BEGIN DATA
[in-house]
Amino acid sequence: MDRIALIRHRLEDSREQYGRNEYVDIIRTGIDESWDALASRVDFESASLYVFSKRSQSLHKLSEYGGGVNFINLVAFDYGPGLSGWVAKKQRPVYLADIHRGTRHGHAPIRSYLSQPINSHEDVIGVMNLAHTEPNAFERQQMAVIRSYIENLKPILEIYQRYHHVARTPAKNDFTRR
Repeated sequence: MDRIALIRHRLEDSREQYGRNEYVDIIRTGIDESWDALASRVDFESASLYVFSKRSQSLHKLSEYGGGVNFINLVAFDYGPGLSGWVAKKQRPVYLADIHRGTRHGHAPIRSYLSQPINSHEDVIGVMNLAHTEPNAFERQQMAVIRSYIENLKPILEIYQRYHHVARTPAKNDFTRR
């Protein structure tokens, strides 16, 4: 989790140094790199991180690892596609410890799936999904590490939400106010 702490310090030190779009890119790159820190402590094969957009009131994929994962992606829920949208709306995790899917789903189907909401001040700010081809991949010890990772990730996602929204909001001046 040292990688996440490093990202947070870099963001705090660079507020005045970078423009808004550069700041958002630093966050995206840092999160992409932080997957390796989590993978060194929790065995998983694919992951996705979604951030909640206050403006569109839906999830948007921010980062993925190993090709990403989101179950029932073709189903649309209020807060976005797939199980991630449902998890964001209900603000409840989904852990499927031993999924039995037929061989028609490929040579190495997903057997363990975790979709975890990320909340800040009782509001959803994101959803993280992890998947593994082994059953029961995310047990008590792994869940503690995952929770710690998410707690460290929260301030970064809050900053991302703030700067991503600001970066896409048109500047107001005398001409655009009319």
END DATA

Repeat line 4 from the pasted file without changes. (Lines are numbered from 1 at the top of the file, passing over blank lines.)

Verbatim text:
């Protein structure tokens, strides 16, 4: 989790140094790199991180690892596609410890799936999904590490939400106010 702490310090030190779009890119790159820190402590094969957009009131994929994962992606829920949208709306995790899917789903189907909401001040700010081809991949010890990772990730996602929204909001001046 040292990688996440490093990202947070870099963001705090660079507020005045970078423009808004550069700041958002630093966050995206840092999160992409932080997957390796989590993978060194929790065995998983694919992951996705979604951030909640206050403006569109839906999830948007921010980062993925190993090709990403989101179950029932073709189903649309209020807060976005797939199980991630449902998890964001209900603000409840989904852990499927031993999924039995037929061989028609490929040579190495997903057997363990975790979709975890990320909340800040009782509001959803994101959803993280992890998947593994082994059953029961995310047990008590792994869940503690995952929770710690998410707690460290929260301030970064809050900053991302703030700067991503600001970066896409048109500047107001005398001409655009009319």